Malta Rejects Dbaiba’s Attempt to Reclaim Frozen Funds


Libyan Prime Minister, Abdel-Hamid Dbaiba visited Malta last month to negotiate the release of millions of Euros in frozen Libyan bank accounts, according to the Times of Malta website.

Government sources say he was left “disappointed” when Prime Minister, Robert Abela privately turned him down.

Dbaiba was particularly interested in securing Libyan money once held at the now-shuttered Satabank, which has not been cleared for release.

Sources said Dbaiba asked for the Satabank funds, amounting to more than €10 million euros to be returned during a tete-a-tete with Abela on 31 August.

The former St. Julian’s bank is being liquidated and its clients’ funds are being held at the Central Bank of Malta. Funds are being gradually returned to depositors, but not where there are red flags or suspicion of impropriety.

Dbaiba travelled to Malta together with the governor of Libya’s Central Bank, Al-Siddiq Al-Kabir who also held a separate meeting with his Maltese counterpart, Edward Scicluna.

Sources said the Libyan premier was not only interested in Satabank funds. In June, a Maltese court ordered the Bank of Valletta to return over €90 million euros linked to the heirs of the late deposed Libyan leader, Muammar Gaddafi.

The Maltese authorities had also seized $1.1 billion dollars in a parallel Libyan currency, printed in Russia. Two 2,000-cubic-foot containers packed full of the internationally unrecognized currency were discovered at Malta Customs, and to date, have not been released.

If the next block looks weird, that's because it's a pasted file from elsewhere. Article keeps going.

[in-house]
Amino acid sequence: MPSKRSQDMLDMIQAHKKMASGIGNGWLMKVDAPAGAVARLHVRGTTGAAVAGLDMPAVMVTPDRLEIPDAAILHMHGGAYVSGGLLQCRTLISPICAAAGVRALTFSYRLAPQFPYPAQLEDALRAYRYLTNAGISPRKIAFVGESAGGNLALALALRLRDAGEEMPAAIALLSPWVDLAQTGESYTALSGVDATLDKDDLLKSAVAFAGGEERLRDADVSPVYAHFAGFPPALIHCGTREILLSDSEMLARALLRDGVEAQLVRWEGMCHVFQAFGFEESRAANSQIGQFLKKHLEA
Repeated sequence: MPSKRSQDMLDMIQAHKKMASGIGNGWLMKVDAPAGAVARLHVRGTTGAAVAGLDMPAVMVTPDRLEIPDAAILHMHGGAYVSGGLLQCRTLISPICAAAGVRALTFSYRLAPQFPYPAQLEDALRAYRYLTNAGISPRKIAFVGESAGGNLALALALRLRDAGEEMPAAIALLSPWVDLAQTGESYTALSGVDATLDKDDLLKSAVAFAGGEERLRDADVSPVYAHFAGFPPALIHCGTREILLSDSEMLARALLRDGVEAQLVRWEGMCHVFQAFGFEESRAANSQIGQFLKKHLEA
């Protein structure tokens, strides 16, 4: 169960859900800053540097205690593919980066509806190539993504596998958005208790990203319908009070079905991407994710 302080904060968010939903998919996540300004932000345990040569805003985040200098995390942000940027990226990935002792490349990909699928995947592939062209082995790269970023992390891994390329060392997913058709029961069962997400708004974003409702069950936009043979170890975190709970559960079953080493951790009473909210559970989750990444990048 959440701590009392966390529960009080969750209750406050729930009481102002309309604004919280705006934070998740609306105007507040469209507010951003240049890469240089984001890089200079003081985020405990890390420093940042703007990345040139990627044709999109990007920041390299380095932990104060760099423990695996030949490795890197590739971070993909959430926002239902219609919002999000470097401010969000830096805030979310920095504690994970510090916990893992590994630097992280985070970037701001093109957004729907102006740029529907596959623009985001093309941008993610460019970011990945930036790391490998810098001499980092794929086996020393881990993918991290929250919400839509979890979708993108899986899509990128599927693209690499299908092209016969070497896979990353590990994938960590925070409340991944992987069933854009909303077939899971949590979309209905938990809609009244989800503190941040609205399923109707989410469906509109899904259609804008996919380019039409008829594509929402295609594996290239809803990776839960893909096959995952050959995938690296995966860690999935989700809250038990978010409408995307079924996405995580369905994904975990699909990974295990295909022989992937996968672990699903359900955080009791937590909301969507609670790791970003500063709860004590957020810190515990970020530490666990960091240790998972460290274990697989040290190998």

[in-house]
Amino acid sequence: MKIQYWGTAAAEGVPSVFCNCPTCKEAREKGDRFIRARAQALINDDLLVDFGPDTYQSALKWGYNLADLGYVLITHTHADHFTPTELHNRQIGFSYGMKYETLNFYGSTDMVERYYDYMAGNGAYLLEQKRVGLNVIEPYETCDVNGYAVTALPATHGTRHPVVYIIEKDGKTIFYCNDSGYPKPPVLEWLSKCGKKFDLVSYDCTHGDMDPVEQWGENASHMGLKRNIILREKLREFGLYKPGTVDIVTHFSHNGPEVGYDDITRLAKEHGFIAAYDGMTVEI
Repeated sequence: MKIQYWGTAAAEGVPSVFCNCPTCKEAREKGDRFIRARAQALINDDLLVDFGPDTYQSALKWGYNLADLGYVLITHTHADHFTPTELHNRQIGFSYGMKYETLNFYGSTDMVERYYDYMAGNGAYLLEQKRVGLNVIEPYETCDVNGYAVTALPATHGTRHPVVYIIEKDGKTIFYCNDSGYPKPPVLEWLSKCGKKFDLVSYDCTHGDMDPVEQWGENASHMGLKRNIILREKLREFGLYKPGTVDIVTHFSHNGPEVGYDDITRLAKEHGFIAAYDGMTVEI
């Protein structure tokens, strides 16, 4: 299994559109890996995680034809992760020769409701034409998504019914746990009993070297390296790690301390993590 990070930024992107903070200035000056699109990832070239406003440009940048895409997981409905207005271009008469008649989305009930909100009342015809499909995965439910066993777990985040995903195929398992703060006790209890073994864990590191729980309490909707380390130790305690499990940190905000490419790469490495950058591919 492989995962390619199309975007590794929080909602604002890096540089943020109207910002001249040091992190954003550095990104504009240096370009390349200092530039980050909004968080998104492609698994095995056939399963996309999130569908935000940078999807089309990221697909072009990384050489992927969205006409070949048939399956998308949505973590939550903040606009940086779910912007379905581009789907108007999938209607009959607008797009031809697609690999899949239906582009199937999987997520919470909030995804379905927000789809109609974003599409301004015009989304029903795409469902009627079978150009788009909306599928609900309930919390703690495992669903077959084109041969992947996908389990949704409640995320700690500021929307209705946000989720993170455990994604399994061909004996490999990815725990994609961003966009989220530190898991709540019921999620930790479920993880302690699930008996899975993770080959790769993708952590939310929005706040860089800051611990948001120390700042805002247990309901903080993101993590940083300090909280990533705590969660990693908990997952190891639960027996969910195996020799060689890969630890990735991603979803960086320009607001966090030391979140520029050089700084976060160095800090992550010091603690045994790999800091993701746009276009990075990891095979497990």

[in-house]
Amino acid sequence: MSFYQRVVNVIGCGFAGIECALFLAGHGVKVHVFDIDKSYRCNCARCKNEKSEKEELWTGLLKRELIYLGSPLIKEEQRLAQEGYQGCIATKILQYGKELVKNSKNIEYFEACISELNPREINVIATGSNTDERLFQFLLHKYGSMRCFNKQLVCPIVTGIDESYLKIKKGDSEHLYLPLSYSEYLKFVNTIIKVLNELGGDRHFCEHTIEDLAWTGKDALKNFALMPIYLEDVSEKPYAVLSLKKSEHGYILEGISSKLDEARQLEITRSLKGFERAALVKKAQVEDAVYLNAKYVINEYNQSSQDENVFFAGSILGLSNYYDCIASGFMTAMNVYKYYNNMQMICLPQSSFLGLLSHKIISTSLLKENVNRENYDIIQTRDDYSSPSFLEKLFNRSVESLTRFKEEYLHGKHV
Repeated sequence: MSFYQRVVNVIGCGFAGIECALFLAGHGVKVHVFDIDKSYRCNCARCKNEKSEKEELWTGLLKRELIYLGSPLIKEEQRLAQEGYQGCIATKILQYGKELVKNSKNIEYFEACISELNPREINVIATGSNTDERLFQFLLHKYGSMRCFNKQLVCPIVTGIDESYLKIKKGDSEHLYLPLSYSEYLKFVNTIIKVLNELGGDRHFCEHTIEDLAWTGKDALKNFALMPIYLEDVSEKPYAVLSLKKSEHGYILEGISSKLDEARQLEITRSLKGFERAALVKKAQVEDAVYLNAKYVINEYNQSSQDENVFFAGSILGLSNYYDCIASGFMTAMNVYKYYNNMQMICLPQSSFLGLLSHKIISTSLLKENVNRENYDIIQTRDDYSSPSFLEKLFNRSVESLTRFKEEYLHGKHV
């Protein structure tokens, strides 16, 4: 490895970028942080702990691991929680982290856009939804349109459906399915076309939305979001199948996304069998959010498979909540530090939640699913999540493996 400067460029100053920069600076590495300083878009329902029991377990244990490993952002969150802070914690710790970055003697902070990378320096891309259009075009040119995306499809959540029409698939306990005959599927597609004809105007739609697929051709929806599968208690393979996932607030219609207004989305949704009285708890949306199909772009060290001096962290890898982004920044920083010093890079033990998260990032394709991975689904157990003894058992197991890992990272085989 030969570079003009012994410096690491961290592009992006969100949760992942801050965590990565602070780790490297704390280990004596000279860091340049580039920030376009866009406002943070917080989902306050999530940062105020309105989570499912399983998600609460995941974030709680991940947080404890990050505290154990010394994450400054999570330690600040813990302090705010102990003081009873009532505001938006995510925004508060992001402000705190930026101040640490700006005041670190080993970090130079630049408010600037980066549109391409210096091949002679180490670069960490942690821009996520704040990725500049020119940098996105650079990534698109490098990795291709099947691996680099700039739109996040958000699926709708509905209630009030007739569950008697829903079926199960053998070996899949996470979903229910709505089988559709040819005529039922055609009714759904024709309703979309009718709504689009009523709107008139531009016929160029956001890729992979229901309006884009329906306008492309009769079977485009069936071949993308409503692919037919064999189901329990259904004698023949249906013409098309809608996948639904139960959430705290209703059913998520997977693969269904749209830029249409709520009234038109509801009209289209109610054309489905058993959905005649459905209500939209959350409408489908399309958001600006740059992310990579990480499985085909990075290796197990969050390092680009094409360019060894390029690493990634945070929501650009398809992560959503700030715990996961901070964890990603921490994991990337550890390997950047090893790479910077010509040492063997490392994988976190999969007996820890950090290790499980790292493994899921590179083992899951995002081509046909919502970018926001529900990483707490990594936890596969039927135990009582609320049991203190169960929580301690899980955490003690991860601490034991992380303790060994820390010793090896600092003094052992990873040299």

Replying to questions, a government spokesperson said: “There was no discussion about any particular bank or financial institution. However, there were talks about pending dues owed to Maltese business institutions, including in the healthcare sector. As well as funds which are currently held up in financial institutions for various reasons – including sanctions.”

She added that the decision whether to release the funds or otherwise “is not in the government’s hands.” The government, she said, “remains committed to respect decisions made by multilateral institutions”.

Notably, Dbaiba’s recent visit to Malta came at a tumultuous time in Libya. The country has two governments: Dbaiba’s Government of National Unity (GNU), which is based in Tripoli, and the Government of National Stability (GNS) led by former Interior Minister, Fathi Bashagha.

Clashes between supporters of both sides killed at least 32 people, and sparked fears of a major new conflict in recent days. Armed groups exchanged fire that damaged several hospitals and set buildings on fire after months of mounting tension.

Libya plunged into chaos following the 2011 overthrow and killing of Muammer Gaddafi in a NATO-backed uprising.